KAMPALA – The late Andrew Kayiira coined the phrase Kondoism which has been used in other terms to mean armed robbery or robbery with violence. This term can be comfortably used in conversations about money, politics, love, and most recently retail banking.
Retail banking is the economic parlance for what we were taught in school and later came to know as commercial banking. Their authorisation covers but is not limited to personal loans and banking, mortgages et al. A simple internet search will reveal there are 25 retail banks in Uganda.
Commercial banks have well been around Uganda before we got independence as banks Grindlays and the Uganda Credit and Savings Bank that later transitioned into Uganda Commercial Bank (UCB) in 1965 were operational. It should be noted that retail banking was well around before the central bank- Bank of Uganda was established in 1966.
A recent row has erupted between customers and the second biggest bank in Uganda by revenue, total assets and bank network Centenary bank, over a levy that the bank imposes on its internet
banking platform for a basic task of inquiry. This standoff has drawn two sides; one believing this levy to be Kondoism because other banks (Equity, DFCU) apparently offer this same service for free, while the contesting group argues that the fee is a necessary charge for a service that can be avoided by simply keeping your savings under your mattress where you can check on it and count it as many times free of charge.
Centenary bank responded to this Mexican standoff with a statement justifying the charge saying it “makes the bank able to cover the cost of running the service” even going on to promise that, “the service shall be fully free overtime”.
To settle the score, we have to rewind the hands of time to suss out the relationship between banks and Ugandans, in general, using two of the biggest banks in the country: Stanbic and Centenary.
It is certain that the birth of the nationally owned bank-Uganda Commercial Bank (UCB) was a love affair. A bank of choice for Ugandans that exponentially grew because of good management and patriotism. This spilled over to the austere Amin regime that blew the other banks the kiss of death following a presidential directive for government bodies to bank only with UCB.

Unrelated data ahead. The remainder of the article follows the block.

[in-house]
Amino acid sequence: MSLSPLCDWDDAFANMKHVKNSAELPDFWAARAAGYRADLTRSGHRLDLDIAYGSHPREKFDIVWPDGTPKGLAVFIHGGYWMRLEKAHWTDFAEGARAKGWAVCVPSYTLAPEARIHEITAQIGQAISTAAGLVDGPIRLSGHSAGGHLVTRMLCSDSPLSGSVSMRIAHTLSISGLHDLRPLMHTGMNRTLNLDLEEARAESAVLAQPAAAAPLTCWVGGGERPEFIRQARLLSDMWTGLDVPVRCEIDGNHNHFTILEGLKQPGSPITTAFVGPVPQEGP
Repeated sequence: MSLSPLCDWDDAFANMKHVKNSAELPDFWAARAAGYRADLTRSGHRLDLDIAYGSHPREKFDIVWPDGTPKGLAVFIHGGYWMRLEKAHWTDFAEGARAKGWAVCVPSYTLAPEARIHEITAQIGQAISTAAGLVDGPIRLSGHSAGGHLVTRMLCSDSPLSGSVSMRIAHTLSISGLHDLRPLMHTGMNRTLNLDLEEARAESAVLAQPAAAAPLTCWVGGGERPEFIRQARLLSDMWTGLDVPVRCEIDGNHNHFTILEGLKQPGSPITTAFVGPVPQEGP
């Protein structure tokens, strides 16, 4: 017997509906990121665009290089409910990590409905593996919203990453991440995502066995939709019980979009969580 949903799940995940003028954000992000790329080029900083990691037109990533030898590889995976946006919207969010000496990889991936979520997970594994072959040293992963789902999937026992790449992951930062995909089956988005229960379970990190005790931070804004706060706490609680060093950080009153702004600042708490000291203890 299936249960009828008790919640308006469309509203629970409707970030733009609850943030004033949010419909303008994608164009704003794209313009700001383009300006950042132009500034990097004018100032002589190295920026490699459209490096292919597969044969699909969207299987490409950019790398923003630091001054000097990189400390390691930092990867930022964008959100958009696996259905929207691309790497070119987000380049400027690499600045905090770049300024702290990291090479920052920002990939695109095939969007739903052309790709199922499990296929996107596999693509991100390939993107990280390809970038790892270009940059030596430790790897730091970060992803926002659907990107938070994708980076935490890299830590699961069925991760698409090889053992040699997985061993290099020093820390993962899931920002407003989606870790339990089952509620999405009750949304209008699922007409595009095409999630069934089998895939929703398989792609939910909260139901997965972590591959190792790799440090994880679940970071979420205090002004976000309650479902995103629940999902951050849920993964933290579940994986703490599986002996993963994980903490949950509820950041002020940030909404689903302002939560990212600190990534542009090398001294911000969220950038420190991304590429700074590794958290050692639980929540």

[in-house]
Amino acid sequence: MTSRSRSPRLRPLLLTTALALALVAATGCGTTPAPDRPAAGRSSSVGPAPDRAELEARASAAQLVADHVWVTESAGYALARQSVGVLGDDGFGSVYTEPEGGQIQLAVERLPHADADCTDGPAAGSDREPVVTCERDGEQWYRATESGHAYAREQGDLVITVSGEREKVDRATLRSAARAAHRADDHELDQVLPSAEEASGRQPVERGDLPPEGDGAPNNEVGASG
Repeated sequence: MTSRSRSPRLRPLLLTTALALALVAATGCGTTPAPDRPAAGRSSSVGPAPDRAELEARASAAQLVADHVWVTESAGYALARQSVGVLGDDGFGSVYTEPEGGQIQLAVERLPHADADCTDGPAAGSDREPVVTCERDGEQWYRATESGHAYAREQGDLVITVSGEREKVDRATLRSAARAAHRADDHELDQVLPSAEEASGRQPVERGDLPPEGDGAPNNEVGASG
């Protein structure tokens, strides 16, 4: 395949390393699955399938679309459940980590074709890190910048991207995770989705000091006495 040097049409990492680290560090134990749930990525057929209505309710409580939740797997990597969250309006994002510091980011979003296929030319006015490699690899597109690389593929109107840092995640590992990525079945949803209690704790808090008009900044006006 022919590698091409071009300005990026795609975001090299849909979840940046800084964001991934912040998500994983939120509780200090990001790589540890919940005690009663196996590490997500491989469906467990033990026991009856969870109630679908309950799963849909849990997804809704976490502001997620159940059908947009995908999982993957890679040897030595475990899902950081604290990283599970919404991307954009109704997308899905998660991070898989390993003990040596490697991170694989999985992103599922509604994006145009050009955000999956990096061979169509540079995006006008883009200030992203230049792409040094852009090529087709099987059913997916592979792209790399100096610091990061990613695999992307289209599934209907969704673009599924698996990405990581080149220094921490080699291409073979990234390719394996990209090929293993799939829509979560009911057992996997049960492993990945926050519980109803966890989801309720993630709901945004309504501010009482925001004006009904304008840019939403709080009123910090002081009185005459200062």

Fast forward to the year 1983 where the “man of the moment”- Centenary bank was established. Started as a credit trust by the prominent Catholic laity, the bank has blossomed into a financial juggernaut mainly because of the backing of the Catholic church.
With all the bells and whistles augmented to the commercial banking
sector like the internet, agent banking, where has the love affair gone wrong?
To explain this, I will employ another economic term “Rentier Capitalism” to decode the entitlement of these financial institutions and explain their cavalier attitude towards their clientele. Rentier Capitalism simply put means an economy in which market and political power allow privileged individuals and businesses to extract a great deal of such profit from everyone else.
These banks have been built from the ground up off of the faith, goodwill, tears, heartbreak (Greenland bank), work and capital of Ugandans but from the natives’ point of view, these same banks are now merely collecting their due like the prodigal son! It should not be forgotten that Standard Bank SA the parent company of Stanbic bank acquired UCB from the government of Uganda after the then parliament had passed a resolution blocking its sale into foreign hands. In a nutshell, Stanbic bank was born with a silver spoon in her mouth thanks to her big brother – the Uganda government.
Having grown up a Catholic, it was strongly stressed in almost every Mass offering how we should bank with “our bank”. Considering that over 40% of the population was Catholic and the church’s parish model that stretched to all corners of the country, it’s fair to say Centenary bank reached the pinnacle of its success “escalator style” because of pious Ugandans.
Based on this history, the people’s frustration is understandable especially for the homegrown banks that seemingly enjoyed the business privilege and still are but have chosen not to shake “the mango tree after ascending to the top”.
Ugandan society is an avaricious one that understands the concept of profit and wealth and does not fault anyone who tries to make a buck. However, it is a society that is leery of those that go the extra mile to short-change it in the name of technology or any other reason.
My advice to the banking sector is to employ the minimax strategy of game theory which is, minimise maximum losses over maximising profits and to remember that their vision is best served when of benefit to the least advantaged members of society.
I would also like to bring to their attention a growing global trend where the public through their platforms of social media, blogs, push and turbocharge the stock prices of little known companies raising their value and making them profitable as has been the case with GameStop and AMC entertainment Holdings at the expense of larger companies and investors. This same maneuver can be employed by the general public and stakeholders in Uganda to the detriment of the banking sector.
So, 600Ushs, To charge, or not to charge, that is the question.
The author, Mark Kidamba is an
Independent Financial/Investment Analyst